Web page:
Feature by Lydia Kukua Asamoah, GNA
Accra, September 18, GNA - The Animal Research Institute (ARI) of the Council for Scientific and Industrial Research (CSIR), continues to be at the forefront of technology development through its innovative interventions-moving industry a step ahead, and providing food security, job and wealth creation in the country.
In all its operations and throughout its interventions, over 3,600 Small and Medium Enterprises (SMEs) have had their capacity built, 259 start-ups have been supported in diverse ways, over 2,600 students have been exposed to the prospects in livestock agribusiness, while its supported businesses have created about 400 new jobs.
ARI has trained over 4,000 young people in the creation and running of livestock businesses through, which it had successfully commercialised four livestock technologies, offered internship opportunities to students and supported many young people to create their own businesses.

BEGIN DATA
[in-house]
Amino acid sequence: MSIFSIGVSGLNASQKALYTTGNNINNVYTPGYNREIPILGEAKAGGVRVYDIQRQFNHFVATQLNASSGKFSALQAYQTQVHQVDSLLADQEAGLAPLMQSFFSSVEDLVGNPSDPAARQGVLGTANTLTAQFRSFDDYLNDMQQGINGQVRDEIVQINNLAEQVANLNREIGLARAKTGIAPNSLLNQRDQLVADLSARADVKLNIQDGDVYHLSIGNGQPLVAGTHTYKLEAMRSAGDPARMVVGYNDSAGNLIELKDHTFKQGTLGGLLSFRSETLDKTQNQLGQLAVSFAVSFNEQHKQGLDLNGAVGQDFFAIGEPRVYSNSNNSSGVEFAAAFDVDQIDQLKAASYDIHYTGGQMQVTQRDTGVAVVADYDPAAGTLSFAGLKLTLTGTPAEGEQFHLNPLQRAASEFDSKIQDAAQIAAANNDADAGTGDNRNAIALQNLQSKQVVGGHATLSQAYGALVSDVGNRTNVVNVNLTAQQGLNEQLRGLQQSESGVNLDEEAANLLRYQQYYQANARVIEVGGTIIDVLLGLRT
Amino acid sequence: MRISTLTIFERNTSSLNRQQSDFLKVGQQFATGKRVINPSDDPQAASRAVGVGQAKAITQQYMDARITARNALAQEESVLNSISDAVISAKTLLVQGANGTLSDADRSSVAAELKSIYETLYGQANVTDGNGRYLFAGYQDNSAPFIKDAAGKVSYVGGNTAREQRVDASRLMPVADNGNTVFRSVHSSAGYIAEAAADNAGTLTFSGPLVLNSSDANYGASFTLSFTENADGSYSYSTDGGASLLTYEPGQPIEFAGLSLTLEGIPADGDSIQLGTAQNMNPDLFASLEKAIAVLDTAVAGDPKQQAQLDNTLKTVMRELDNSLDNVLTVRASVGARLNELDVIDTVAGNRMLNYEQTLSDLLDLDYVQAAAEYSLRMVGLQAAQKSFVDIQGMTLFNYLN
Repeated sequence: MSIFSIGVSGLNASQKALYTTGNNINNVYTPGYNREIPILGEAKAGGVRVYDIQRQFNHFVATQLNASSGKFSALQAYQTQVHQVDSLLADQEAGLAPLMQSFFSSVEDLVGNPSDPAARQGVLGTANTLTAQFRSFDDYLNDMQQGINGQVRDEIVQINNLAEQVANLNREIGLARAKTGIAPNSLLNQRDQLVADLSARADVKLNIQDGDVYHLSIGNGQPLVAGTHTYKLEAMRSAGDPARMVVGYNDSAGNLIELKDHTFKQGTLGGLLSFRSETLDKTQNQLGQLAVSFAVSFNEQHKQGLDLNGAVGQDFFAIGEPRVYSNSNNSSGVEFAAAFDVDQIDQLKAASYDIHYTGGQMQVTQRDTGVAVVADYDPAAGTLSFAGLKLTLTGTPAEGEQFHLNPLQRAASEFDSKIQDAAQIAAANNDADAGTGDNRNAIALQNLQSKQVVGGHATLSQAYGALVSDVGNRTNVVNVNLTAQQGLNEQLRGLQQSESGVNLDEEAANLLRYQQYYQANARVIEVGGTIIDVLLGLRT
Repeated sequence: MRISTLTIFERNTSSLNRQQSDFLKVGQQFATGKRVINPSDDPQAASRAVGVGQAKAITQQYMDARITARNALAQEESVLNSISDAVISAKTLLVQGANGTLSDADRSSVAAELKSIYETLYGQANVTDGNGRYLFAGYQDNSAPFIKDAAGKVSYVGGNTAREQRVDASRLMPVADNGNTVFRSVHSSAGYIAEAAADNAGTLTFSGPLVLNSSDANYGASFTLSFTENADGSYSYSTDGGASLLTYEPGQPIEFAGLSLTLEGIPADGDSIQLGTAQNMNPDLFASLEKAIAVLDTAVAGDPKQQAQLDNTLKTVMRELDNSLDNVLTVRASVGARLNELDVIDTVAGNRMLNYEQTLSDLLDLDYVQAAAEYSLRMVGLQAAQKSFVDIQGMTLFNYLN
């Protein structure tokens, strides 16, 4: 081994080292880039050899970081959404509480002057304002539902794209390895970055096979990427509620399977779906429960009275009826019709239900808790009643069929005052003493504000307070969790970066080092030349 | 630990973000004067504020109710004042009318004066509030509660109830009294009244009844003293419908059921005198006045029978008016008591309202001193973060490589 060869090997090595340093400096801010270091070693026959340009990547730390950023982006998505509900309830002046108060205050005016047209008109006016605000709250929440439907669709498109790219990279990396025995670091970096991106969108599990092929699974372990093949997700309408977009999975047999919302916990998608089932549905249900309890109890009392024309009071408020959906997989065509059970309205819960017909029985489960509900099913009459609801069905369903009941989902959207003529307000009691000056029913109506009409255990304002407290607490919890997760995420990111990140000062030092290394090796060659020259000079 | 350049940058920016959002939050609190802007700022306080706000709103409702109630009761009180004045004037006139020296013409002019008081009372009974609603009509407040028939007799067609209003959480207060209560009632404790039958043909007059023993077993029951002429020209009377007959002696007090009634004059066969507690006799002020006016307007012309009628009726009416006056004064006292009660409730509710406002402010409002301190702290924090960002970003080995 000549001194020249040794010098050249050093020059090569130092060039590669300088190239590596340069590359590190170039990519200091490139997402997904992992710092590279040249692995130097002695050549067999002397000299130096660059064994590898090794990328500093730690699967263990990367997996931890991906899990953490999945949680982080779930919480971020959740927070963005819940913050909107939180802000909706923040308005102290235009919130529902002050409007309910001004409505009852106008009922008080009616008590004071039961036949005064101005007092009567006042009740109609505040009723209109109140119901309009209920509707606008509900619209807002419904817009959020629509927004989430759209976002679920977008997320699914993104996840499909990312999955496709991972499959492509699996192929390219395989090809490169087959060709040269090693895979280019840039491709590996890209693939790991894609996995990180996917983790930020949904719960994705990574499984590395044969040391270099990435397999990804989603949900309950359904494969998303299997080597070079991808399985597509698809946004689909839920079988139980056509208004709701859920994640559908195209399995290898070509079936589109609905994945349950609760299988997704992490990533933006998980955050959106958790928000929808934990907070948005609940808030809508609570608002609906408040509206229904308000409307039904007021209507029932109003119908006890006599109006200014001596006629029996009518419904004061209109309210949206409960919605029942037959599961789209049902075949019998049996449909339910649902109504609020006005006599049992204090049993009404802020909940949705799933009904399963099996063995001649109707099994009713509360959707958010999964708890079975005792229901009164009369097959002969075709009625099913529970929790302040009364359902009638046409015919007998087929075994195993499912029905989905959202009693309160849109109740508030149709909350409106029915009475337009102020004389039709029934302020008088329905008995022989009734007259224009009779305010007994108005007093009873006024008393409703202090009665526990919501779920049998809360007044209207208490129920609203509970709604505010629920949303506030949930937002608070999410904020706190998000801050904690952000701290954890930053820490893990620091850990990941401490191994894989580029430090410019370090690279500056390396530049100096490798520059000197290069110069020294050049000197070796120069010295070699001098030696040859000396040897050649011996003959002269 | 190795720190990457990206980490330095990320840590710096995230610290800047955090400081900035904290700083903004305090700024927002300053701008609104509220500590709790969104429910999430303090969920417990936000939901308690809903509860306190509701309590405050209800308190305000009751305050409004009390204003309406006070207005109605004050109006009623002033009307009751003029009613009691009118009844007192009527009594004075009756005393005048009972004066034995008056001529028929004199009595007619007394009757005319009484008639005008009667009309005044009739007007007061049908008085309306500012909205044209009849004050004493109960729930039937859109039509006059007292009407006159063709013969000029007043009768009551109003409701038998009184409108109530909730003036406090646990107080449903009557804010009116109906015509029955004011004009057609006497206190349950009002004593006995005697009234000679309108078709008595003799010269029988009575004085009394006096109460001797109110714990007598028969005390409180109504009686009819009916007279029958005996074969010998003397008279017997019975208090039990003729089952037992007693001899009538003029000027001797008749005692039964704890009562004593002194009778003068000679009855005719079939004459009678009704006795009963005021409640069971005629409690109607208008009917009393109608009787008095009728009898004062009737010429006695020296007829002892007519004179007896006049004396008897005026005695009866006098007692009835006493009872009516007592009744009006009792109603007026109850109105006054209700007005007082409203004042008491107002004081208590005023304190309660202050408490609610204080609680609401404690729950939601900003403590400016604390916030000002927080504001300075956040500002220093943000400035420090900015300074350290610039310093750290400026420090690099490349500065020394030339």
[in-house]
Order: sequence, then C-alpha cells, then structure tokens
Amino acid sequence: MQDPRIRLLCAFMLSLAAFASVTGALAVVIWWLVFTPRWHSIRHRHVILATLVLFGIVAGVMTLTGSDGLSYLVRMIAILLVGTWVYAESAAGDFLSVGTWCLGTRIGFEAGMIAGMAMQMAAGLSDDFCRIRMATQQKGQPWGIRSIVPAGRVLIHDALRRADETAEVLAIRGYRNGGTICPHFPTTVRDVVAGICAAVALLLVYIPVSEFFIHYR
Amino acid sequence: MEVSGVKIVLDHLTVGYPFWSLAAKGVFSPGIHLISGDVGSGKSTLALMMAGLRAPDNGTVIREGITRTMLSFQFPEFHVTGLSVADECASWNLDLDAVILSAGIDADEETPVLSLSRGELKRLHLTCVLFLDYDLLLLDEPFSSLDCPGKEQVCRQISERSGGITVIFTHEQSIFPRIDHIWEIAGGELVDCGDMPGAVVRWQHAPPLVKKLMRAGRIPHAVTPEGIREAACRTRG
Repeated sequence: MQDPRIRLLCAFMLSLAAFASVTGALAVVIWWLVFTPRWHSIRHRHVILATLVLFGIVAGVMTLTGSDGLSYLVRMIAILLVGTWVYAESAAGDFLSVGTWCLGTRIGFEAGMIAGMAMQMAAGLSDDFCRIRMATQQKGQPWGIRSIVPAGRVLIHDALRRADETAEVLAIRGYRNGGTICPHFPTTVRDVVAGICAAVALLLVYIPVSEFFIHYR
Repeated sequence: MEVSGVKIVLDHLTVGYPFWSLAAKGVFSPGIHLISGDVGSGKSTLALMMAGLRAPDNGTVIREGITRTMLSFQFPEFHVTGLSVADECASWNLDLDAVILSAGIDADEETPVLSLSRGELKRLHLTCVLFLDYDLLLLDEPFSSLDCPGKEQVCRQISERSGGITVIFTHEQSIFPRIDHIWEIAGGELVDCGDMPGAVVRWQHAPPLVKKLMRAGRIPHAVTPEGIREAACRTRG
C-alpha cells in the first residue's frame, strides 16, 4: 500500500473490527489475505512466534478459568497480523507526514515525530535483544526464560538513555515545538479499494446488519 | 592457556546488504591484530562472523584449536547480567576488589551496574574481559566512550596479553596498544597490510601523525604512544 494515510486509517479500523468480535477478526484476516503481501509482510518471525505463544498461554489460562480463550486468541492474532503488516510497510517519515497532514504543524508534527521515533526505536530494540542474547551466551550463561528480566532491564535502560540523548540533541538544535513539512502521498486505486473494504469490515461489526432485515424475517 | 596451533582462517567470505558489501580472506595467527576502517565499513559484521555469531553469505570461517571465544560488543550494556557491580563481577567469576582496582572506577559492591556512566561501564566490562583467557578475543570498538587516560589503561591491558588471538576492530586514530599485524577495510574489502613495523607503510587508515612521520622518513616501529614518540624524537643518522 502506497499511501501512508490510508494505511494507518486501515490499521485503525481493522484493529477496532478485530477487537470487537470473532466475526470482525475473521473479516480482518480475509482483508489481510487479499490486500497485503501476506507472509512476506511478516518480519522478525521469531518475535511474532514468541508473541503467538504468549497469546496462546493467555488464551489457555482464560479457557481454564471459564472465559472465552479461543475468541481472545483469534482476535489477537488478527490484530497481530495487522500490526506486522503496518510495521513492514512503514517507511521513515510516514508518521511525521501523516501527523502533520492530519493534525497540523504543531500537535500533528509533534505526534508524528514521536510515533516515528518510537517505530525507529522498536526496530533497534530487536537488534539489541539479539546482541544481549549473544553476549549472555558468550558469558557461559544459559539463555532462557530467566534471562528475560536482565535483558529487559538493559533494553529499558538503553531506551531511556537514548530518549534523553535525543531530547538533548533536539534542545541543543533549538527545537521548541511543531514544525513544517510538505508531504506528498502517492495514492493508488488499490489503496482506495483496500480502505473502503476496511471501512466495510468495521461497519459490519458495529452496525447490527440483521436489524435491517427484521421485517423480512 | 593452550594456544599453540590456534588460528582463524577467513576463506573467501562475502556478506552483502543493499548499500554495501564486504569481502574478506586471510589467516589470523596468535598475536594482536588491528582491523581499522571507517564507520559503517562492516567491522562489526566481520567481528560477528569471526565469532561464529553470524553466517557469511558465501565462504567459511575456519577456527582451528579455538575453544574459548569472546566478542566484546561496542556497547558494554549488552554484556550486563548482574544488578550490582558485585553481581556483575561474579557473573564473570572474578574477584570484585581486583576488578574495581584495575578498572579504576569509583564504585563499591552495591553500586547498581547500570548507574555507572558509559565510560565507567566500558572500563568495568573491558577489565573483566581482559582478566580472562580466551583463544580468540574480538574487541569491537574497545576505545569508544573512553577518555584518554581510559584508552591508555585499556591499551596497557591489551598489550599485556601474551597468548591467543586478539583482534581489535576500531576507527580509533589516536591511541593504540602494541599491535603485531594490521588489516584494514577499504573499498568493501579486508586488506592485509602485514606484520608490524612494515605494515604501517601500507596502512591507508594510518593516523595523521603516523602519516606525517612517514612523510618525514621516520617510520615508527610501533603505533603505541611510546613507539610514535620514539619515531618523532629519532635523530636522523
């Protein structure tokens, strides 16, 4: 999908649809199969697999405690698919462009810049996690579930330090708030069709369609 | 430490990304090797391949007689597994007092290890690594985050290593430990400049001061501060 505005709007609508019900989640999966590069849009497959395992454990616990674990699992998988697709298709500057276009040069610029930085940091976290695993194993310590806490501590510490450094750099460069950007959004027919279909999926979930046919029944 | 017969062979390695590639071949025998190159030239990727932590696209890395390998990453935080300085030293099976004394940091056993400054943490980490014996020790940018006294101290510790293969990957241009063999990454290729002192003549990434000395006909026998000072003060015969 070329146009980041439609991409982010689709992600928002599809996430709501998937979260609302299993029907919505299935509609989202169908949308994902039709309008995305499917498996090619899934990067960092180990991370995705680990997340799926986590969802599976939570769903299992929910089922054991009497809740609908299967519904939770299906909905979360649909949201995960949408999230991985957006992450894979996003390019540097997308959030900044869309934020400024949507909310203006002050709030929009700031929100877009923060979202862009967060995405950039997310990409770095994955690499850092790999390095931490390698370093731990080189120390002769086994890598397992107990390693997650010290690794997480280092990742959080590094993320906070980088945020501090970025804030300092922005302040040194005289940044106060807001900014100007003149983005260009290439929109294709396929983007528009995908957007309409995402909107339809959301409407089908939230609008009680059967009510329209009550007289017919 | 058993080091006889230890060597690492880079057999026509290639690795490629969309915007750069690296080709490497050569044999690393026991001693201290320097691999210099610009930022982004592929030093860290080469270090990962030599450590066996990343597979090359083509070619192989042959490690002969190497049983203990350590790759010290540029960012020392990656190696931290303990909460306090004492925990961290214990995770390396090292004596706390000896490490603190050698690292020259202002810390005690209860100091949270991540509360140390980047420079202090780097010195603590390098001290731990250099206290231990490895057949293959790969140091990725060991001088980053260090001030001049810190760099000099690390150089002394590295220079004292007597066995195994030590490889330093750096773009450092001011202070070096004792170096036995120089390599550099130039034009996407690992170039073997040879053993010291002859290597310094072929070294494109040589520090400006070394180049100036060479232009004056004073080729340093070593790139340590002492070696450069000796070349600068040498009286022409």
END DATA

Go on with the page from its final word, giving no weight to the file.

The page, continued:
As part of its contribution towards the socio-economic development of the country, it has rebranded wheat-bran, which was an environmental hazard some years back and commercialise it; it has championed livestock diseases including the Newcastle disease; as well as developed poultry breeds that is supporting industry.
“We have developed technology packages that are moving the big industry forward. We have technologies that support the grass cutter industry. In fact the industries will not wait for us to finish our research-they are at our doorsteps every time to take what is coming from us. So everything that starts here changes the phase of industry”, Professor Emmanuel K. Adu, Director of ARI said when he opened a day’s event at the Institute’s premises.